The secondary outcome measures were markers of immediate and underlying determinants of malnutrition. Animal-source food was defined as the probability of a household consuming animal-source foods on a given day or household budget share spent on animal-source foods. (Results were combined since both reflect increased consumption, but separate results are also below.) Dietary diversity was based on the number of defined food groups based on a 24-hour recall period: while the majority of our studies operationalise this outcome using the Household Dietary Diversity Score (HDDS) based on 12 food groups,17 some studies used indices with fewer groups.

Childhood illness was constructed as a composite indicator reflecting how child morbidity was measured in different studies: either the percentage of children with fevers (3/10 studies), acute respiratory infections (3/10 studies) or the probability that a child was ill in the past month (4/10 studies). Finally, the incidence of child diarrhoea was defined as three or more watery stools in a 24-hour period.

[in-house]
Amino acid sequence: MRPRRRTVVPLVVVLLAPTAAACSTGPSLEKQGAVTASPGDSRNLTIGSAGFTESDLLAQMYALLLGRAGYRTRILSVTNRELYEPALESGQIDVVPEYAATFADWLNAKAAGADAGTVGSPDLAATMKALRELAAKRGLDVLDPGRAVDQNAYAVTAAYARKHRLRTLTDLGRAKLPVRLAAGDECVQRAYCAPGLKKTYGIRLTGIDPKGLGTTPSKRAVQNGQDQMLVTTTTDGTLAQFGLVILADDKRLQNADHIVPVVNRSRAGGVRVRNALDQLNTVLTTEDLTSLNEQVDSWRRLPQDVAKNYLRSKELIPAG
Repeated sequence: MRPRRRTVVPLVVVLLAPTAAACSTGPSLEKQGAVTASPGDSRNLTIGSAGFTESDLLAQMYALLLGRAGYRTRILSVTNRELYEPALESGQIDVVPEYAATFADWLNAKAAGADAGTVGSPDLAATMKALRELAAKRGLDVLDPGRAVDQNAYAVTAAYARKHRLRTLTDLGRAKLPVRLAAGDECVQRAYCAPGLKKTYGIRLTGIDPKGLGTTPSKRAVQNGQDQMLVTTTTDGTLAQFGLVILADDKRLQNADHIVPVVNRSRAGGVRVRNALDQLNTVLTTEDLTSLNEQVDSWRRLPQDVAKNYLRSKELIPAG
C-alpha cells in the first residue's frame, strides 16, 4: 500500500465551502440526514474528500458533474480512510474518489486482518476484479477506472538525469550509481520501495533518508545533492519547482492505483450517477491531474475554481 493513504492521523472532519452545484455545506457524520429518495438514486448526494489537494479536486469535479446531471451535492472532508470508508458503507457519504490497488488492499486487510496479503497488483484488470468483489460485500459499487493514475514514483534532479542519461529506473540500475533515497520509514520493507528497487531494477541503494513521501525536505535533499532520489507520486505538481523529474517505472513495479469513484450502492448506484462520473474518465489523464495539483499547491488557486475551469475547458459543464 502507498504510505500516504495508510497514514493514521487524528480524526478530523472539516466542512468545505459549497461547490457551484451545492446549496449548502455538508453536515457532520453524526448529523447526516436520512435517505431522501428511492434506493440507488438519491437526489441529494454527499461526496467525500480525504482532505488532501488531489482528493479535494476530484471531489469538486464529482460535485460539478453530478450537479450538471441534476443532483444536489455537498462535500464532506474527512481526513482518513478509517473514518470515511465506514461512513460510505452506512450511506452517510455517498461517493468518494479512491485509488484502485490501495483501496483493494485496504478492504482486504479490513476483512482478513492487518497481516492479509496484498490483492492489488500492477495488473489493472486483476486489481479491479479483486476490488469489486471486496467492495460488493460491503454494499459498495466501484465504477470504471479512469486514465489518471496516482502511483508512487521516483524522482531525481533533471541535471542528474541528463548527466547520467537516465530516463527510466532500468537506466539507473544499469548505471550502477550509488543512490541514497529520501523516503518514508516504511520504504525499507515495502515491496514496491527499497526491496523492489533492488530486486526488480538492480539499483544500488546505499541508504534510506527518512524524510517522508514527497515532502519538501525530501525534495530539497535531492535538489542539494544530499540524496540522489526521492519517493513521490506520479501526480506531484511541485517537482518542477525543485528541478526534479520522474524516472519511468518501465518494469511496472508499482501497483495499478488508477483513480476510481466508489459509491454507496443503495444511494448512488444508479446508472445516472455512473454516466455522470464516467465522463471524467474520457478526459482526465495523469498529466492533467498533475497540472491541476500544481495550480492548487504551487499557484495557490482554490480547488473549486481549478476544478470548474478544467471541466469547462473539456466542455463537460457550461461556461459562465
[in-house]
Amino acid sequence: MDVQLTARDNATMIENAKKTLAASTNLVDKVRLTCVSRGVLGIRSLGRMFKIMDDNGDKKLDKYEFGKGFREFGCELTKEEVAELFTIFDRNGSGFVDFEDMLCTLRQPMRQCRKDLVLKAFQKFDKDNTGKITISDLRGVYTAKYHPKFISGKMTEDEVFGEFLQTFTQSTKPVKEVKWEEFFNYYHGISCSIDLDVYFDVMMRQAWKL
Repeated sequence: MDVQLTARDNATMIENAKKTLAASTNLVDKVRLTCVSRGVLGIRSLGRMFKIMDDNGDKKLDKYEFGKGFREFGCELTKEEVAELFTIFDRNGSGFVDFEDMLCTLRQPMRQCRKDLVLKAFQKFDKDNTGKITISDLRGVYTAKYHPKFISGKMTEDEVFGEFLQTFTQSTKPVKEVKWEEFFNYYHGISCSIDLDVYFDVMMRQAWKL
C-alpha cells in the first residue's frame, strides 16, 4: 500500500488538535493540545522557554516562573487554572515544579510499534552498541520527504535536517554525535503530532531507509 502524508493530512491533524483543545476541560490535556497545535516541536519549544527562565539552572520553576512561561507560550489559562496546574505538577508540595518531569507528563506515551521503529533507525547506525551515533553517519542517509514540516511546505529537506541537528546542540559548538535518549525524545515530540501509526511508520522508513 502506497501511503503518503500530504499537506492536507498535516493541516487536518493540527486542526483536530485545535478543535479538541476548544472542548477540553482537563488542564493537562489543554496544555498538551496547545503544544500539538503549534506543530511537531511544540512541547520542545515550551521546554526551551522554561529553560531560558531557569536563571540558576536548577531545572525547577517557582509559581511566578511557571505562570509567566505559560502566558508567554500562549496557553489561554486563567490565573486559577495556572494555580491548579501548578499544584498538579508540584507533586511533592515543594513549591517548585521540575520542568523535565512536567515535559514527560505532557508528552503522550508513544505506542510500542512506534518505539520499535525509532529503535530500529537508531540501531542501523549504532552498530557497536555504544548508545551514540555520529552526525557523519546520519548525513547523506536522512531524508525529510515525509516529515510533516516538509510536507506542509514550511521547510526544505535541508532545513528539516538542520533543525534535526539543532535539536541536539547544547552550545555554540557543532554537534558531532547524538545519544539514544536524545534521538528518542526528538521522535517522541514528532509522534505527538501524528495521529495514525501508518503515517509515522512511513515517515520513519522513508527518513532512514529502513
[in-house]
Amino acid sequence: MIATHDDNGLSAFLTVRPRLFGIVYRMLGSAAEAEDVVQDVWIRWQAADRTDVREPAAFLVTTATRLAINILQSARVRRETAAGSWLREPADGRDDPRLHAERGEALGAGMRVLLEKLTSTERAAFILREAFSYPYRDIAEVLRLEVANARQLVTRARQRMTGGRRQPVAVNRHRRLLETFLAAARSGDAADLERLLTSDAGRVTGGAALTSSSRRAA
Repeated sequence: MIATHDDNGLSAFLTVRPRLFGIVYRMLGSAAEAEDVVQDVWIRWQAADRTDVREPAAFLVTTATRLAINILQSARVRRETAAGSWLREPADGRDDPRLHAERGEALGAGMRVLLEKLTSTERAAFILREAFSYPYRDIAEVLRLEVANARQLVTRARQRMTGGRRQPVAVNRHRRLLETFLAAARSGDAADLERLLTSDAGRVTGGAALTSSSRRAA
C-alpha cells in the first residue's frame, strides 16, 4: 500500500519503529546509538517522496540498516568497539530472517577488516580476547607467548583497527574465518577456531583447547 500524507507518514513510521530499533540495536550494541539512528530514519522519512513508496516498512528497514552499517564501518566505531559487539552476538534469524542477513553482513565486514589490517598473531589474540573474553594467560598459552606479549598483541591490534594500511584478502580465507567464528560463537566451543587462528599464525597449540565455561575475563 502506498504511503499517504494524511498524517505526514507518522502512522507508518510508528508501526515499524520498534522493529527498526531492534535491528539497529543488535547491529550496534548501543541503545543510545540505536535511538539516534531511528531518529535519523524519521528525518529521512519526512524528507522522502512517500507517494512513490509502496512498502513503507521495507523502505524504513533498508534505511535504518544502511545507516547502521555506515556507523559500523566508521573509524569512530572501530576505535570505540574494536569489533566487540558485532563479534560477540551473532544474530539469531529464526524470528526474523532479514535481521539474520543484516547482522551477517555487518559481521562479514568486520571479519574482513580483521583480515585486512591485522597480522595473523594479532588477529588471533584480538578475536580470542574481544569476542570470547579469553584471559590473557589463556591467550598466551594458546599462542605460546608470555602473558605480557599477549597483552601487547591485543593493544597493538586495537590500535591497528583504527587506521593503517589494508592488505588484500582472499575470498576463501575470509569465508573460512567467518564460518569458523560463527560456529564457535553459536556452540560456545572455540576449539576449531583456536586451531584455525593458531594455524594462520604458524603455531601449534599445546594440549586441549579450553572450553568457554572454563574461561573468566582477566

We estimated the pooled effect sizes via the metan command in Stata V.15.1. Homogeneity in programme effect was rejected at the 5% level for all full sample forest plots except childhood illness, where it was rejected at the 6% level; thus random effects (DerSimonian-Laird methodology) were used in all forest plots to take into account differences between studies.18 The I2 was also generated for each group of studies; every pooled estimate of heterogeneity was above the 40% threshold given in the Cochrane handbook.19 We first analysed primary outcomes of nutritional status, then the secondary outcomes related to diet quality and child morbidity. For each outcome, we generated forest plots using random-effects models. We then used meta-regression analysis to systematically examine associated programme characteristics: given the small sample sizes for certain variables, we restricted such meta-regression analyses to those where N≥10.